Iron deficiency is the world's single most common nutrient deficiency, and a well-known cause of impaired cognitive, language, and motor development. Many countries therefore routinely supplement infant foods with iron. However, a new study suggests that, while there is no doubt that such fortification has helped reduce iron deficiency, it may be that there is an optimal level of iron for infant development.
In 1992-94, 835 healthy, full-term infants living in urban areas in Chile, took part in a randomized trial to receive iron-fortified formula from 6 months of age to 12 months. A follow-up study has now assessed the cognitive functioning of 473 of these children at 10 years of age. Tests measured IQ, spatial memory, arithmetic achievement, visual-motor integration, visual perception and motor functioning.
Those who had received iron-fortified formula scored significantly lower than the non-fortified group on the spatial memory and visual-motor integration tests. Moreover, their performance on the other tests also tended to be worse, although these didn’t reach statistical significance.
There was no difference in iron level between these two groups (at age 10), and only one child had iron-deficiency anemia.
The crucial point, it seems, lies in the extent to which the infants needed additional iron. Children who had high iron levels at 6 months (5.5%, i.e. 26 infants) had lower scores at 10 years if they had received the iron-fortified formula, but those with low 6-month iron levels (18.4%; 87 infants) had higher scores at 10 years.
Further research is needed to confirm these findings, but the findings are not inconsistent with the idea that iron overload promotes neurodegenerative diseases.
In another longitudinal study, brain scans have revealed that teenage iron levels are associated with white matter fiber integrity.
The study first measured iron levels in 615 adolescent twins and siblings, and then scanned their brains when they were in their early twenties. Myelin (white matter) contains a lot of iron, so the strong correlation between teenage iron level and white matter integrity in young adulthood is not unexpected.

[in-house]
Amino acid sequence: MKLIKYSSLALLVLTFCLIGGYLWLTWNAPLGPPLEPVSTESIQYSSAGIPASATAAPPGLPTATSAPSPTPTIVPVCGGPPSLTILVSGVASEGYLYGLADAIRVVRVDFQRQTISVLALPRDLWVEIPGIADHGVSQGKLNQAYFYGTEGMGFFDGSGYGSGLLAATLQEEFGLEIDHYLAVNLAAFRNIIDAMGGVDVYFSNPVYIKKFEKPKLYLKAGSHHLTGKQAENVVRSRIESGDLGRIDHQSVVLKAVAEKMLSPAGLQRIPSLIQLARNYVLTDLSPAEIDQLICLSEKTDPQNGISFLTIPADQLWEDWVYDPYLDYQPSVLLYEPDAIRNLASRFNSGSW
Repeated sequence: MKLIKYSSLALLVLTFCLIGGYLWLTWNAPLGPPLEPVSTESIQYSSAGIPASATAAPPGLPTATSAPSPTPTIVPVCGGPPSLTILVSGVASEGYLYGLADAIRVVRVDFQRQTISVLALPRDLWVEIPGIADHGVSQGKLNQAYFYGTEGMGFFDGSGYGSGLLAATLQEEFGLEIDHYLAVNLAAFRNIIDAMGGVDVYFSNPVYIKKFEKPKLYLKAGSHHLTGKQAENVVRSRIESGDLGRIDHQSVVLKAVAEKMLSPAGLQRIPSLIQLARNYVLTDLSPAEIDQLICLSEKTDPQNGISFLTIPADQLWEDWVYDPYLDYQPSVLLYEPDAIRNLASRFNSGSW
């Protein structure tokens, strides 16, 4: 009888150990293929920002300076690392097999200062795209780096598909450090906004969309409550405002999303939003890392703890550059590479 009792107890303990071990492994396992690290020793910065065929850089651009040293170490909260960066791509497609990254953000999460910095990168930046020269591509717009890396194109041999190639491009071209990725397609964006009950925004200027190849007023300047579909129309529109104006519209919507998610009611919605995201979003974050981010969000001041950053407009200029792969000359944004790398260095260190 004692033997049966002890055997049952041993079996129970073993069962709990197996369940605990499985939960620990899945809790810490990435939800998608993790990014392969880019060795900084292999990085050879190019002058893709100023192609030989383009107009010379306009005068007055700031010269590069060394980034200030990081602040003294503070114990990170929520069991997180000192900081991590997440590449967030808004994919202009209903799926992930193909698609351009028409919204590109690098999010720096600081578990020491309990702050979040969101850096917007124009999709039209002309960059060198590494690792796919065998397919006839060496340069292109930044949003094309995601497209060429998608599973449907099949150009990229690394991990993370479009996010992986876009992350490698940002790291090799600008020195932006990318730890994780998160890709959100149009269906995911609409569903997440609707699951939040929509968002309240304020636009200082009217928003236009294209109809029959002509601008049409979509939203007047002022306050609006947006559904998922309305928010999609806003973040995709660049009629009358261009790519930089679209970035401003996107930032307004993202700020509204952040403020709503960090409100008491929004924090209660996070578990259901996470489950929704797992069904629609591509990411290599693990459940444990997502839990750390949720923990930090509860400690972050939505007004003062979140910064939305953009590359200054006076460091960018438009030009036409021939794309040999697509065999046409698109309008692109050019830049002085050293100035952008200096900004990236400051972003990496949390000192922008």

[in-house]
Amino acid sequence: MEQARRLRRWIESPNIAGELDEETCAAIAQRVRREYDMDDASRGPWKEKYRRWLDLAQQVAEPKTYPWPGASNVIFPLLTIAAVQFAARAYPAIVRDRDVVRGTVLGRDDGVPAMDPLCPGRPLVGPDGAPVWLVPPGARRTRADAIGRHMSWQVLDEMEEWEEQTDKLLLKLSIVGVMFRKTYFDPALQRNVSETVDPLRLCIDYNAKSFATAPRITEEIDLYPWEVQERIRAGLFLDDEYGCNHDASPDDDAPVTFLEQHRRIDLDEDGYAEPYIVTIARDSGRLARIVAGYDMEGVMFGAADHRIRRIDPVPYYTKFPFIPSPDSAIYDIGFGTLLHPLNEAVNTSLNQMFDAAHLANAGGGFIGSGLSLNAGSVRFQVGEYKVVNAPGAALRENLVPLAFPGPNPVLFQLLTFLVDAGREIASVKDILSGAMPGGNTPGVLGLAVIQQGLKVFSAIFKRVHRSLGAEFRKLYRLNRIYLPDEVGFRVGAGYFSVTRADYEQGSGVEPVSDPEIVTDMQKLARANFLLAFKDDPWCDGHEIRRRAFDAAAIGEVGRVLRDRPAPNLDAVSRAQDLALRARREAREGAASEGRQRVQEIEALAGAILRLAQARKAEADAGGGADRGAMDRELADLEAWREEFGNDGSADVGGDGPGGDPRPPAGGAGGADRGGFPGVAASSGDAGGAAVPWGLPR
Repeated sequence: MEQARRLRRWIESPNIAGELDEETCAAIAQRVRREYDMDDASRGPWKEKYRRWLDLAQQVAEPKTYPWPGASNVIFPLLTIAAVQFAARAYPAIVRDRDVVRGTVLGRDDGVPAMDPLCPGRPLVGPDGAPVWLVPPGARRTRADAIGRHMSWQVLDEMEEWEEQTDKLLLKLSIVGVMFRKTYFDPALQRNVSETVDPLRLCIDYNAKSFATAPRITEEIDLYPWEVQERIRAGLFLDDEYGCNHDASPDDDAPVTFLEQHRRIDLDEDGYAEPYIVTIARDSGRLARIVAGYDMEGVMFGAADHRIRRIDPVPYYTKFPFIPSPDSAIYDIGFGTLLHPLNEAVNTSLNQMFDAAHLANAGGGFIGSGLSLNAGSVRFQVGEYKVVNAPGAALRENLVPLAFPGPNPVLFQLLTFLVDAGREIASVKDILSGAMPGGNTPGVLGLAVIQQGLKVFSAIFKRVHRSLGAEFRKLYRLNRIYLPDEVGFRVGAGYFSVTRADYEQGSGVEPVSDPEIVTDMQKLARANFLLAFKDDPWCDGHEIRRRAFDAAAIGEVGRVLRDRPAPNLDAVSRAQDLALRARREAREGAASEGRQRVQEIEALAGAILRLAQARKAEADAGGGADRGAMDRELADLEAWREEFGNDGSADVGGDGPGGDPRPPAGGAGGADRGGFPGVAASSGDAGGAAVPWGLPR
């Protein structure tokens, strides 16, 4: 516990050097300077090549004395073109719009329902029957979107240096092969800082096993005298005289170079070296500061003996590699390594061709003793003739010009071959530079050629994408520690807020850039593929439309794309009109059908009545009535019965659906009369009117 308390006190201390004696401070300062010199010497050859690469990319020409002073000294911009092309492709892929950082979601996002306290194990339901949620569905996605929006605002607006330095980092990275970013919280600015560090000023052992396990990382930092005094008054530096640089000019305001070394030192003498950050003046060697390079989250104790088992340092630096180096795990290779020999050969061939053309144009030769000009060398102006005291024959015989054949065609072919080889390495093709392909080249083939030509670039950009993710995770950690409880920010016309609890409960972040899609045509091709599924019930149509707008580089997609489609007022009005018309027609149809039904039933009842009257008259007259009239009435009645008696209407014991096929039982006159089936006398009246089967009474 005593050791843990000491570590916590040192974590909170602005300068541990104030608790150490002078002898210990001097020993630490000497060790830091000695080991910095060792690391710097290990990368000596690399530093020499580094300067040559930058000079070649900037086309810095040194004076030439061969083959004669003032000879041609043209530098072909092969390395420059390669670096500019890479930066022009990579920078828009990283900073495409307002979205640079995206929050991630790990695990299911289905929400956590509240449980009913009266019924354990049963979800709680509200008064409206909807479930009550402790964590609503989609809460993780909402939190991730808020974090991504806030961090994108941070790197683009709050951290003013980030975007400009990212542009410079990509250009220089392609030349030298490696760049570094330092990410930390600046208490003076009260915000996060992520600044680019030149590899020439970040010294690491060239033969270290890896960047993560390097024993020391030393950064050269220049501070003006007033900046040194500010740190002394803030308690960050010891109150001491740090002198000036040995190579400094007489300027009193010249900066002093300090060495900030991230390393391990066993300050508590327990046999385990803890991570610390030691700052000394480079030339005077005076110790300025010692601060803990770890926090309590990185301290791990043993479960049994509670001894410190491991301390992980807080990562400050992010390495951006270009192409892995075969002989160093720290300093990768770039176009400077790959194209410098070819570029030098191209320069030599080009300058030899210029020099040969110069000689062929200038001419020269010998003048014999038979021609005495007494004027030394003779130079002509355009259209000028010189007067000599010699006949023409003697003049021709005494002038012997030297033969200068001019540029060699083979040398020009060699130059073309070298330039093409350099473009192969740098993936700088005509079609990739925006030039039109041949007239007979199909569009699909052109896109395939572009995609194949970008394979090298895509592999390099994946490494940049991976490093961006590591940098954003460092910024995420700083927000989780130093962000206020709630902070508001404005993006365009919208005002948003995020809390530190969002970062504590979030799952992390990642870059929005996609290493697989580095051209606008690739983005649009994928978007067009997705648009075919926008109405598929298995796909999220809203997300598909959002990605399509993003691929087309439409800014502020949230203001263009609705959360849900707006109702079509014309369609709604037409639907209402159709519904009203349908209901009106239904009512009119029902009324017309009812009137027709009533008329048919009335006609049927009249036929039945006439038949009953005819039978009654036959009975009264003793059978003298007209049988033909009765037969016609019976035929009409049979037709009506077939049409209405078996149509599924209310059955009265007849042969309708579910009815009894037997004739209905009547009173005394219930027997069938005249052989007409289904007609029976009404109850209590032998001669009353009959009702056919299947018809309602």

The correlation was stronger between identical twins that non-identical twins, suggesting a genetic contribution. Again, not unexpected — the transport of iron around the body is affected by several genes. One particular gene variant, in a gene that governs cellular absorption of transferrin-bound iron, was associated with both high iron levels and improved white matter integrity. This gene variant is found in about 12-15% of Caucasians.
The vital missing bit of information (because it wasn’t investigated) is whether this gene variant is associated with better cognitive performance. Further research will hopefully also investigate whether, while it might be better to have this variant earlier in life, it is detrimental in old age, given the suggestions that iron accumulation contributes to some neurodegenerative disorders (including Alzheimer’s).
 . Iron-Fortified vs Low-Iron Infant Formula: Developmental Outcome at 10 Years. Arch Pediatr Adolesc Med [Internet]. 2011 :archpediatrics.2011.197 - archpediatrics.2011.197. Available from: http://archpedi.ama-assn.org/cgi/content/abstract/archpediatrics.2011.197v1
 Brain structure in healthy adults is related to serum transferrin and the H63D polymorphism in the HFE gene. Proceedings of the National Academy of Sciences [Internet]. 2012 . Available from: http://www.pnas.org/content/early/2012/01/04/1105543109.abstract